Now for the Mandriva disk. Inside a folder labelled 'boot', I have 'vmlinux', 'vmlinux-power4', 'vmlinux-ppc601', and three other files: 'all-power4.gz', 'all-ppc601.gz' and 'all.gz'. Which do I use?

Help me out, coz I really dont wanna quit on the whole linux-on-my-book thing!
Well, think about it. Your PowerBook has a G3. It can't be a mac64 since it's not a 64-bit processor (PowerPC 970, aka G5). It also can't be power4 because that's for the POWER processors. As for the ppc601 kernel, that's for Nubus-based Power Macs (pre-PCI). The chrp image is for non-Apple PPC machines that use the Common Hardware Reference Platform design. The iSeries is for the IBM iSeries servers.

So it would either be "mac" or "all" (since the latter would encompass all the processors including the G3 even though that didn't seem to work for you).

Why don't you give Debian a try? It's what I'm using in my StarMax and has worked for me more than any of the others. That one does have a powerpc kernel image that I know will work with the G3. Heck, mine has an older processor than your so it should work on your PowerBook.
BTW, the latest Debian Linux ("sarge") is much easier to install. I would recommend downloading the net-install ISO image since it would basically install a base system and install any other applications over the Internet.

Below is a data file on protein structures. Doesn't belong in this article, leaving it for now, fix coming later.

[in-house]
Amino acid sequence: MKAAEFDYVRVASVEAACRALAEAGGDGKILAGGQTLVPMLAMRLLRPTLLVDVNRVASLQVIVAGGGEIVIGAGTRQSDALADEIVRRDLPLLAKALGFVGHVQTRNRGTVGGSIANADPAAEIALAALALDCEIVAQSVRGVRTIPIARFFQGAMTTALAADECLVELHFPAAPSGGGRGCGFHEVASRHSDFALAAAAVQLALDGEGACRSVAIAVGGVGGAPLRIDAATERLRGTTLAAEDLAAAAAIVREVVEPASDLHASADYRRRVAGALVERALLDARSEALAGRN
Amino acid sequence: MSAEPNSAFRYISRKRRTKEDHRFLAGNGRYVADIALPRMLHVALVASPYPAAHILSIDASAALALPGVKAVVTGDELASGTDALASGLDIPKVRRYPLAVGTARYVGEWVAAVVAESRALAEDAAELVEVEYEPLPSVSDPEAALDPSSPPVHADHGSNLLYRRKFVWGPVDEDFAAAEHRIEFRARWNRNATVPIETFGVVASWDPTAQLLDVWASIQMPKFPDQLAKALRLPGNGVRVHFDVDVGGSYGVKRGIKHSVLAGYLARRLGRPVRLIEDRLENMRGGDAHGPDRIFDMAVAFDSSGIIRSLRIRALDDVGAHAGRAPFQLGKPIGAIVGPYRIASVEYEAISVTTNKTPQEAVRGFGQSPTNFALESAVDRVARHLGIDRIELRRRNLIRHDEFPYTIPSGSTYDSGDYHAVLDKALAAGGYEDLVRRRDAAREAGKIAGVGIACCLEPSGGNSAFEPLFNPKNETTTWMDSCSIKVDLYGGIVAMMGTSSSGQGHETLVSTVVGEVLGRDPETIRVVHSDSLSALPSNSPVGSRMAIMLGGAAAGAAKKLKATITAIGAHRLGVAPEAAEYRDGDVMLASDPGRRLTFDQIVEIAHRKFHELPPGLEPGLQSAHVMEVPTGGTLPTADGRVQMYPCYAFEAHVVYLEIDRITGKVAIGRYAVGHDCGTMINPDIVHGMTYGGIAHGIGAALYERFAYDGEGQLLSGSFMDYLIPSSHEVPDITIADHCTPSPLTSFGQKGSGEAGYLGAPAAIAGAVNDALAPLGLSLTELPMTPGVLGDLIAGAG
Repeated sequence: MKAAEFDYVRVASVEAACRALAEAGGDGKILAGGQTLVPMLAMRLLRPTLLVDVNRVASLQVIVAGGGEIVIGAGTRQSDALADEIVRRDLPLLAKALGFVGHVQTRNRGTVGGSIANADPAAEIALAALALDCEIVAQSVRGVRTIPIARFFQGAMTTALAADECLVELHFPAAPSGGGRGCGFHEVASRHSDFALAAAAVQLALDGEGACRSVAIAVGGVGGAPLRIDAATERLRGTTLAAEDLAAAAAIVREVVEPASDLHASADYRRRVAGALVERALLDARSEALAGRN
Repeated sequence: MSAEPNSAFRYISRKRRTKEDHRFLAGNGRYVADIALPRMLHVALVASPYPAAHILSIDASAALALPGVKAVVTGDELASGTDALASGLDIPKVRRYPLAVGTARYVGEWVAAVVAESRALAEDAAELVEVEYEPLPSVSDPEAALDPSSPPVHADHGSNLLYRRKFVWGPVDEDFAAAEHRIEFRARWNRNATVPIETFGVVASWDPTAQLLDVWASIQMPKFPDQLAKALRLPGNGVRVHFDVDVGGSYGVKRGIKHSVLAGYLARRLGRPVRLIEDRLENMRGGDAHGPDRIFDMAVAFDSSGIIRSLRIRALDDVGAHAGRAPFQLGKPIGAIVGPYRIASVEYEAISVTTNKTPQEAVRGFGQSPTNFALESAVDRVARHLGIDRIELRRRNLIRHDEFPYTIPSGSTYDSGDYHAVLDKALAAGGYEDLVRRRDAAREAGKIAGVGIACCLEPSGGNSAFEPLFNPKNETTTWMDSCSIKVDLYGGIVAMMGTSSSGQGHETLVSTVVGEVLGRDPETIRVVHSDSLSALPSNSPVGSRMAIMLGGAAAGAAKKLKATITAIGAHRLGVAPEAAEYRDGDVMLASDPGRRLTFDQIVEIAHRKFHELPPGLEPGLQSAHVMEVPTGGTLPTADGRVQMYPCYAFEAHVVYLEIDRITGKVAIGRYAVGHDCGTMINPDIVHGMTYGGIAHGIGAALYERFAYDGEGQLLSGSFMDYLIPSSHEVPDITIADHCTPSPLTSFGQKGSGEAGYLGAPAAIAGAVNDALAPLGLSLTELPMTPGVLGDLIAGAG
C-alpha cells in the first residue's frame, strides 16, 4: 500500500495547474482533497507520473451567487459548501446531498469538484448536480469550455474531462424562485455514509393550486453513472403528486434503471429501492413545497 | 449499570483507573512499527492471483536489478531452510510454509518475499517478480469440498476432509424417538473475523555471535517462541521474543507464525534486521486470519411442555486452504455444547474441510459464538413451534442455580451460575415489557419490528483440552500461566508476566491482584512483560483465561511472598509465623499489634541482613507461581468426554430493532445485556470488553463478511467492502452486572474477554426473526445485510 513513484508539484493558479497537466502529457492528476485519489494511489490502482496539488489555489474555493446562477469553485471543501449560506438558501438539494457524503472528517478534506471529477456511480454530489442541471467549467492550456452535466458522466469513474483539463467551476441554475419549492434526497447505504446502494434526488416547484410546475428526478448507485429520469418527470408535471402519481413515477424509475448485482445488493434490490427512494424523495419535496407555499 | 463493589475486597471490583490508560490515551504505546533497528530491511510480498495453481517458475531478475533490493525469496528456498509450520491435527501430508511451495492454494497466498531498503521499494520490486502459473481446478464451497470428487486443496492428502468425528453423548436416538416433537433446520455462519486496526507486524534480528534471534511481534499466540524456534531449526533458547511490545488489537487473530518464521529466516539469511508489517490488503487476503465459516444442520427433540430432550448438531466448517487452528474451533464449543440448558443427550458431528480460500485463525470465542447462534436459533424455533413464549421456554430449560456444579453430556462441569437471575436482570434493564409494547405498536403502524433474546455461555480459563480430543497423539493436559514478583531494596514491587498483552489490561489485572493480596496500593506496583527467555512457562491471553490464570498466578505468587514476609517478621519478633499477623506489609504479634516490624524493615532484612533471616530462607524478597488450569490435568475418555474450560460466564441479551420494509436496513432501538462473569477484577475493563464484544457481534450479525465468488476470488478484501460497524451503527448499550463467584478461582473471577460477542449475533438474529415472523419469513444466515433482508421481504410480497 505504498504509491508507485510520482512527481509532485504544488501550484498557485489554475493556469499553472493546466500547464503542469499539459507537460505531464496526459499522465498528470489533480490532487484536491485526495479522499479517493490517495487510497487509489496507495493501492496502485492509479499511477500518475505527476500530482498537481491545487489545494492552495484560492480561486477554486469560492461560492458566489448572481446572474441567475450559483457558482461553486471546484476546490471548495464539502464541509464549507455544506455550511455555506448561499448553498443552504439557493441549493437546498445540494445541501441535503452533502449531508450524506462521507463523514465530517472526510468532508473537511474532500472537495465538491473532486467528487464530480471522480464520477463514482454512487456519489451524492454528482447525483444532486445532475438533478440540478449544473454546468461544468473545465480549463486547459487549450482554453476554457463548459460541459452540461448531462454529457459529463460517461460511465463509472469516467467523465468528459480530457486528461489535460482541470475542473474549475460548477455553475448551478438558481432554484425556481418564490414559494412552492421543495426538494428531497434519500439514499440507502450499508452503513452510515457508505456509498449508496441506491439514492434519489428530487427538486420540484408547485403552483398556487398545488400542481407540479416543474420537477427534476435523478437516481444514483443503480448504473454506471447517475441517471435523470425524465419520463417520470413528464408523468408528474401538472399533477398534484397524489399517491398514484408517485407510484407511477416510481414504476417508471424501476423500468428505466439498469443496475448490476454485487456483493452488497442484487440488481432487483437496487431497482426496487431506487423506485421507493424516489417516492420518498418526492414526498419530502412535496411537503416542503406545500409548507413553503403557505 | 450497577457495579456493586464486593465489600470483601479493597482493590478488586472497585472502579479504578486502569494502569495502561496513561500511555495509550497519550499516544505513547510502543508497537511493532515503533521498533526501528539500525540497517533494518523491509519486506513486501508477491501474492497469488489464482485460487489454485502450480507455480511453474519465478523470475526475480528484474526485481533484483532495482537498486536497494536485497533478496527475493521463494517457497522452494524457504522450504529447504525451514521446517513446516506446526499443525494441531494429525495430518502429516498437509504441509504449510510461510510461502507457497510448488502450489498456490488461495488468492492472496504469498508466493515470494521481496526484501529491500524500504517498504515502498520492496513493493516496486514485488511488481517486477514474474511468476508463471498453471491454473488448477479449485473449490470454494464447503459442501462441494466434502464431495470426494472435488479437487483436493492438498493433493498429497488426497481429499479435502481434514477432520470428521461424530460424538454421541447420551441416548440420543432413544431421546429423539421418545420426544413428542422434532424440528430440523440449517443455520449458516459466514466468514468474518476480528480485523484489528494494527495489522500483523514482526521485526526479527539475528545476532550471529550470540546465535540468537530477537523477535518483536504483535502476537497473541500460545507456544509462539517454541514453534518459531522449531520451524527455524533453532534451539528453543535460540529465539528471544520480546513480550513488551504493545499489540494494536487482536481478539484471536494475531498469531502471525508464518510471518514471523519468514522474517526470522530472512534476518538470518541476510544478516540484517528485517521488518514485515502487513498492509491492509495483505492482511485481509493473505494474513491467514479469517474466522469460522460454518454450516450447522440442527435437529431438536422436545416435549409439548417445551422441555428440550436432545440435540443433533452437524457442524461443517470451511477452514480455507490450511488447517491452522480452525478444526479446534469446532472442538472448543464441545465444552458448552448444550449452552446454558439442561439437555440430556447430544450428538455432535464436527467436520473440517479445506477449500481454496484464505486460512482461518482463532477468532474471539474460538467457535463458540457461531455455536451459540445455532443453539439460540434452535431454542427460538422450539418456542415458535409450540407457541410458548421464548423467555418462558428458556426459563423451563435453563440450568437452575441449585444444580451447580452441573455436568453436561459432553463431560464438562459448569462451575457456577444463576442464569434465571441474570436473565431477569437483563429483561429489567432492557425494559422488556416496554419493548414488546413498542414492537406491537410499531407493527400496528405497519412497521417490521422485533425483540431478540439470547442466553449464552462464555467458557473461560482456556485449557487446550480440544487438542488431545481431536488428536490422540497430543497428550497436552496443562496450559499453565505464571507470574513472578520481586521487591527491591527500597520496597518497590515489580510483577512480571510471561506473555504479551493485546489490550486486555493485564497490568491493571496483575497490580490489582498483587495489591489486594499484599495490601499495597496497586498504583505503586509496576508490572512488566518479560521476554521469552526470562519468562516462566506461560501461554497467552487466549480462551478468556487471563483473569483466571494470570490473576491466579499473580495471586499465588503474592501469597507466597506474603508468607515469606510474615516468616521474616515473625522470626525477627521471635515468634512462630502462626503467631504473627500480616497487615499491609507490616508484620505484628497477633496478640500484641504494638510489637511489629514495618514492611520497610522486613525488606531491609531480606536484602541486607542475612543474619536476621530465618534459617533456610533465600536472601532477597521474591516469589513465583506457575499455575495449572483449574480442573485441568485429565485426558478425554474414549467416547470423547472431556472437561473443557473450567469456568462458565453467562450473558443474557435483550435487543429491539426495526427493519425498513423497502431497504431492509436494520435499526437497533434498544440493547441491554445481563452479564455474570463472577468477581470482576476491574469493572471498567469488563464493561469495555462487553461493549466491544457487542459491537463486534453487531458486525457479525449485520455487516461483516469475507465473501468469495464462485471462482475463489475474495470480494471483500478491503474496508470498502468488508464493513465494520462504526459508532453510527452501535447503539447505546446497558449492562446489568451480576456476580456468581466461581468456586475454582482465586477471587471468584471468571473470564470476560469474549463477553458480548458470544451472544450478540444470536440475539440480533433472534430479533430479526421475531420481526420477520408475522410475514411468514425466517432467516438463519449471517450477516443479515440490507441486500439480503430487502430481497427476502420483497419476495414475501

Also give Ubuntu a try since it's more Debian based and we know that it works. I've installed it on a Power Mac G3 blue and white (both Debian and Ubuntu that is) and it's worked fine.
Oh! So, I've been doing it all wrong then! :p

Okay, I'll start dowloading Debian. Considering I have dial-up, expect it any minute now! :D
Thanks for the wonderful help! I'll update when I'm done! didn't mention you had dialup. Good luck. :D

Actually, you can order the Ubuntu/Kubuntu CDs and they will send it via snail-mail for free. The only thing you might have to pay for is shipping if anything.
ubuntu power pc has a very straight forward installation and an intuitive GUI, however i dont know if your mac is supported, and i had to fiddle around with mine to get the sound to work. theres also a live cd which can be useful for just looking.

i think gentoo do a power pc version aswell, though havent tried it.

PowerBook G4